Adam Matalon, a New York based British-American Filmmaker, describes the film as a symphony.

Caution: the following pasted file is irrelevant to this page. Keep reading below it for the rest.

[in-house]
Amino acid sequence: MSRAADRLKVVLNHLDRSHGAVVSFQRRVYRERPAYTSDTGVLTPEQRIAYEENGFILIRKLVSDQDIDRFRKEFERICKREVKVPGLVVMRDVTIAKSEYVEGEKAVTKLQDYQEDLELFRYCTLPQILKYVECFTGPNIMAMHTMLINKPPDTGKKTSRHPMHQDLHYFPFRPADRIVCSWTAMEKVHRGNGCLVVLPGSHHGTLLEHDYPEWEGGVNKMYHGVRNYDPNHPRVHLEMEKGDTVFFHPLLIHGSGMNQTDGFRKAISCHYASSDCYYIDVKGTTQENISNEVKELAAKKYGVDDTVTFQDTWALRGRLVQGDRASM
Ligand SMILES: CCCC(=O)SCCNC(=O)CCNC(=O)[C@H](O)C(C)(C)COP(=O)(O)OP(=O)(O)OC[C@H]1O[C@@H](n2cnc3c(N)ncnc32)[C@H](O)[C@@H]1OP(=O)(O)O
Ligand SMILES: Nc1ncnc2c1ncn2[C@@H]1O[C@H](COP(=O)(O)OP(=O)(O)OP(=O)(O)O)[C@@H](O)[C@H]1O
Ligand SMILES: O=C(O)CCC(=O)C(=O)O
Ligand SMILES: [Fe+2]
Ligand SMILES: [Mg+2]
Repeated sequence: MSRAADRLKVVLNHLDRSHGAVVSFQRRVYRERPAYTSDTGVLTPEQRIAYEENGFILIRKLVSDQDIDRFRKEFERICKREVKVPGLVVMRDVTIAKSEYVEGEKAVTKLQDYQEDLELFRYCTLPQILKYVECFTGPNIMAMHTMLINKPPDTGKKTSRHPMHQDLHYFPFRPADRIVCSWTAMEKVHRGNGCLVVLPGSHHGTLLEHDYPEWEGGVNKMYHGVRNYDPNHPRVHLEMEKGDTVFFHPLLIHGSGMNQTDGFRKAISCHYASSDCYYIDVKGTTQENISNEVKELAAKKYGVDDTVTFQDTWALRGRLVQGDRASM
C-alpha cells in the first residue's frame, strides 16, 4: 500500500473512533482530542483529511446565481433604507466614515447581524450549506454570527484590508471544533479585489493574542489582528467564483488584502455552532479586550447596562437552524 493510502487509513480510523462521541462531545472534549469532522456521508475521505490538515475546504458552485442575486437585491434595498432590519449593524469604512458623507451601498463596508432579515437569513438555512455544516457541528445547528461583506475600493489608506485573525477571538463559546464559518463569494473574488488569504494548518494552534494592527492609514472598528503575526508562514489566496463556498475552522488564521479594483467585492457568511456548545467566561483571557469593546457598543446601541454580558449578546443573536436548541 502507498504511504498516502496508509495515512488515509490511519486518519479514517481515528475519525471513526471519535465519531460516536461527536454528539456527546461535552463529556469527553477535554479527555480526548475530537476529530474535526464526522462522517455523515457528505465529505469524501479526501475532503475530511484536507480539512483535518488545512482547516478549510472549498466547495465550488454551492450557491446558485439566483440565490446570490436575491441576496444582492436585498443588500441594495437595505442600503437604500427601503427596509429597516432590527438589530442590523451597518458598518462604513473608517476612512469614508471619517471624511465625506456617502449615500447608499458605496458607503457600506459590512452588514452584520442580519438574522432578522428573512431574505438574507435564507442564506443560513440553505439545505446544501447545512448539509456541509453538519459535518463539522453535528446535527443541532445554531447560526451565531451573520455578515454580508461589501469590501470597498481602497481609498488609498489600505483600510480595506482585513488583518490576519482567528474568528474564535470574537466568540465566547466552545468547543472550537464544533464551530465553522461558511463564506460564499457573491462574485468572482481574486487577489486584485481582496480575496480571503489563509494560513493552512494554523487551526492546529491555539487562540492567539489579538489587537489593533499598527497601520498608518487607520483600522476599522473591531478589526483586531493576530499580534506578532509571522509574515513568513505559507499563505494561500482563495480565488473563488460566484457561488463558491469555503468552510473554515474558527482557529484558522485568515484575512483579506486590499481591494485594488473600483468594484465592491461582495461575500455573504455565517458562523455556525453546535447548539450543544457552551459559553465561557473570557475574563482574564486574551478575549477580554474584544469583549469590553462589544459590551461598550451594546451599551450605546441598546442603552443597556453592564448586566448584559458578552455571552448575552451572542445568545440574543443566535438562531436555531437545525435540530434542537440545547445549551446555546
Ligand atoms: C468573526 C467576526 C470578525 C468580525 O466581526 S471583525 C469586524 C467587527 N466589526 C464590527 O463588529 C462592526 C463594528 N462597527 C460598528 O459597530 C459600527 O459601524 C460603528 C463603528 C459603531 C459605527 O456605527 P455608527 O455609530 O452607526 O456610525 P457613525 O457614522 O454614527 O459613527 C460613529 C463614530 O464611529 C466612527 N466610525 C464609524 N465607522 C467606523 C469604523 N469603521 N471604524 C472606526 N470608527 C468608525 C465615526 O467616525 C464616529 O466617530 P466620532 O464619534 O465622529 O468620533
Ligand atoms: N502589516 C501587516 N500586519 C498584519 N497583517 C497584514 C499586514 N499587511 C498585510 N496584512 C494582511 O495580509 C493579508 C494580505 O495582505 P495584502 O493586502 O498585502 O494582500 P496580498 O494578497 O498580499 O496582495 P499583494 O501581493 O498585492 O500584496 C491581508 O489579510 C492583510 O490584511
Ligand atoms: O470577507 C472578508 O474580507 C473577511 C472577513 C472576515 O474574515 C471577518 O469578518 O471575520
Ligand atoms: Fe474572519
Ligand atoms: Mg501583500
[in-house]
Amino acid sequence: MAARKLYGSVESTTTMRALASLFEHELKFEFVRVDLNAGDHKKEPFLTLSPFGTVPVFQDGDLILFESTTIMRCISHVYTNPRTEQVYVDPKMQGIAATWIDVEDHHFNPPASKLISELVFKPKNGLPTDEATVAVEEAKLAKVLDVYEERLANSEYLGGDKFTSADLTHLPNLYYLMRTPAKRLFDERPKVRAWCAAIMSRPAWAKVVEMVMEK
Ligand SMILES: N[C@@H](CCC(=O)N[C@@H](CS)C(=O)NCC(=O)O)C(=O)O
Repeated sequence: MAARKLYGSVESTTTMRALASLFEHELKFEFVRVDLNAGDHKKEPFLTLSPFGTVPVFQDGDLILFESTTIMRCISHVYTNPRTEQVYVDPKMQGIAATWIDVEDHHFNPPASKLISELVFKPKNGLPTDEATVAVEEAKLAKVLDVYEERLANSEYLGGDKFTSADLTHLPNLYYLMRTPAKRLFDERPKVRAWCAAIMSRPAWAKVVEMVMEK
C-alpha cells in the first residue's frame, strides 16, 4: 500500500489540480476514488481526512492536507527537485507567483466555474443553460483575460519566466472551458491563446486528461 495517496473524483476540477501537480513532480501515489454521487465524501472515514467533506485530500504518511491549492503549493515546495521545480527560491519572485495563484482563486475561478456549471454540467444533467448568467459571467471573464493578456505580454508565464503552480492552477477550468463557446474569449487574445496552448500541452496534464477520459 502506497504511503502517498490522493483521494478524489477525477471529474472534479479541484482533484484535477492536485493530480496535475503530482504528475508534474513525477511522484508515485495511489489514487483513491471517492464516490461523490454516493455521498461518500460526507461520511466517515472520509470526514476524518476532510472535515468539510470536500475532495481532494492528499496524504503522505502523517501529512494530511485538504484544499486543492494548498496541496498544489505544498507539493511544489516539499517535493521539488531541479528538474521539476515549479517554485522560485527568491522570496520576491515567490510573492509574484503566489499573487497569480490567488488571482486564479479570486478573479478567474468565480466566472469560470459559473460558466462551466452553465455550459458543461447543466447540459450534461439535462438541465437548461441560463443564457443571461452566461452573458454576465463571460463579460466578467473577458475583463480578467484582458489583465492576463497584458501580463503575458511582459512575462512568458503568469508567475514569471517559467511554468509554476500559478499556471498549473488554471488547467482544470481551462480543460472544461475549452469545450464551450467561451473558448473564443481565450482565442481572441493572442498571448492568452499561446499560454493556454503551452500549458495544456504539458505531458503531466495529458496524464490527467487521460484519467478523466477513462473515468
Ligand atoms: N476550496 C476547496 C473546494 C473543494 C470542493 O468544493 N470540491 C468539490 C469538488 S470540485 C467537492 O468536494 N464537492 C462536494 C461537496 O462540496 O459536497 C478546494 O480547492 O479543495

"We are all conditioned to see modern documentary as propaganda machines, but the seasonal nature of agriculture is about the passage of time. It's sweet, harsh, triumphant and soul destroying in almost equal doses. I wanted a film that washed over you rather than hit you on the head." Co-producer and twice Emmy nominated Director of Photography Kevin Burke added, "Once we started shooting, I realized I was watching the consequences of a global economy unfold in front of my eyes." Both produced the film over the last six years through their production company Chatsby Films http://www.chatsbyfilms.com. "We are thrilled that the film is now complete and that people can see the result of our work." Said producer Burke. Matalon added, "Now that we are done and the film is beginning to screen at a variety of venues I feel like it's a grown up kid that we are sending off to college- we'll just have to wait and see how they do!" Italian film editor Giacomo Ambrosini whose previous documentary work includes the recently released "Untitled Red Hot Chili Peppers film" said, "As a European working in the United States, I was well aware of the immigration rules and regulations, post 9/11. My own experience made me even more sympathetic to the Jamaicans' journeys far from home. I was also fascinated by the complex global economy that effects even a small farmer."